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Croatia eyes medical tourism growth to boost economy

Croatia eyes medical tourism growth to boost economy
A man is seen posing for the picture in a pool at LifeClass Terme Sveti Martin in Sveti Martin na Muri, Croatia October 28, 2019. Picture taken October 28, 2019. REUTERS/Antonio Bronic -
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ANTONIO BRONIC(Reuters)
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By Igor Ilic

SPLIT, Croatia (Reuters) – Marin Bosotina is readying his yacht for its maiden “wellness cruise” in the Adriatic Sea where affluent, health-conscious clients will have access to a personal doctor, nutritionist, sports coach and yoga teacher.

Bosotina, who describes himself as an anti-ageing expert, wants to tap into a growing medical tourism business that Croatia sees as a future driver of a sector that currently accounts for 15-20% of its gross domestic product.

The growth in demand for medical and health tourism services is largely being driven by long waiting times in public healthcare and high costs of private care in developed countries such as Britain and Italy, as well as the general trend of ageing populations.

Market Research Future (MRFR), an international healthcare research firm and consultancy, forecasts that the global medical tourism market will grow 21.4% a year until 2023.

Officials estimate that some 10% of tourists to Croatia come for healthcare. On average they spend almost four times more in the country than other tourists, at almost 300 euros ($332.01) a day.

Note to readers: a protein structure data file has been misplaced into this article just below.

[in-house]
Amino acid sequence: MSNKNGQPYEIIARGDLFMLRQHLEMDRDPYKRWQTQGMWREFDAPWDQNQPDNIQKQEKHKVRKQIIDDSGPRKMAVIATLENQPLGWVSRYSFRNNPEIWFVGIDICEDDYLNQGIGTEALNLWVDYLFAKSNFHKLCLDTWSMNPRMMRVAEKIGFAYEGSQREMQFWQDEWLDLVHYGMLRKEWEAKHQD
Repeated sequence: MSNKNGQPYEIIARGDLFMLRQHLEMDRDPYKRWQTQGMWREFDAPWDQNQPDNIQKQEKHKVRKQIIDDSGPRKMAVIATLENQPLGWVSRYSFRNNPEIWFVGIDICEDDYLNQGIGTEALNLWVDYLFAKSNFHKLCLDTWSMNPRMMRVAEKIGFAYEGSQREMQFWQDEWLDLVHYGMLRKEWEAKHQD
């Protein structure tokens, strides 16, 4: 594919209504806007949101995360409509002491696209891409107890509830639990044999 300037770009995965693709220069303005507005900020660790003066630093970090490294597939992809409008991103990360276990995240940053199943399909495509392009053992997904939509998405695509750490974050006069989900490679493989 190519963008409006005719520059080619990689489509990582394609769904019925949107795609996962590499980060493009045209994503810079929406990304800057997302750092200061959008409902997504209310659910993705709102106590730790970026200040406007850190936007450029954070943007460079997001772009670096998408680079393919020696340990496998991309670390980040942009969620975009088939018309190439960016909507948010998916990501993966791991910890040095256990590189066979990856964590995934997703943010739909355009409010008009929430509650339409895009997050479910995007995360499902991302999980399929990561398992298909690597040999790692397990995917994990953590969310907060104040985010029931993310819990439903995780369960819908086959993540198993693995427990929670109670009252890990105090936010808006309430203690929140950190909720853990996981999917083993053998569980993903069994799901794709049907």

“We see the health tourism as our key product for strengthening our offer and income before and after the packed summer season as health tourists spend more than the summer holiday-makers,” said Slavija Jacan Obratov from the Croatian state tourism board HTZ.

Croatia’s neighbours Hungary and Slovenia have already recognised medical tourism as a potentially fast growing sector. Hungary has become one of the most popular places in Europe for dental tourism, while Slovenia is focusing on wellness.

Obratov said many of those coming for healthcare were from nearby countries like Italy, Slovenia, Austria or Germany and more distant destinations like Britain.

The northern Adriatic Istrian peninsula and the city of Rijeka in particular have carved out a niche in dental services, attracting clients mainly from Italy. The capital Zagreb is also expanding its services in that segment.

Daniel Baketic, who owns a dental clinic in Zagreb, says his efforts to draw more foreign clients are gradually bearing fruits. He sees social media as an important promotion tool and has developed a special web-site for British clients.

“At the moment some 20 percent of our clients are foreigners and their number is rising. The dental services in Croatia can be up to 60-70 percent cheaper than in western Europe and a patient can save even 10,000-15,000 euros,” he told Reuters.

(Reporting by Igor Ilic)

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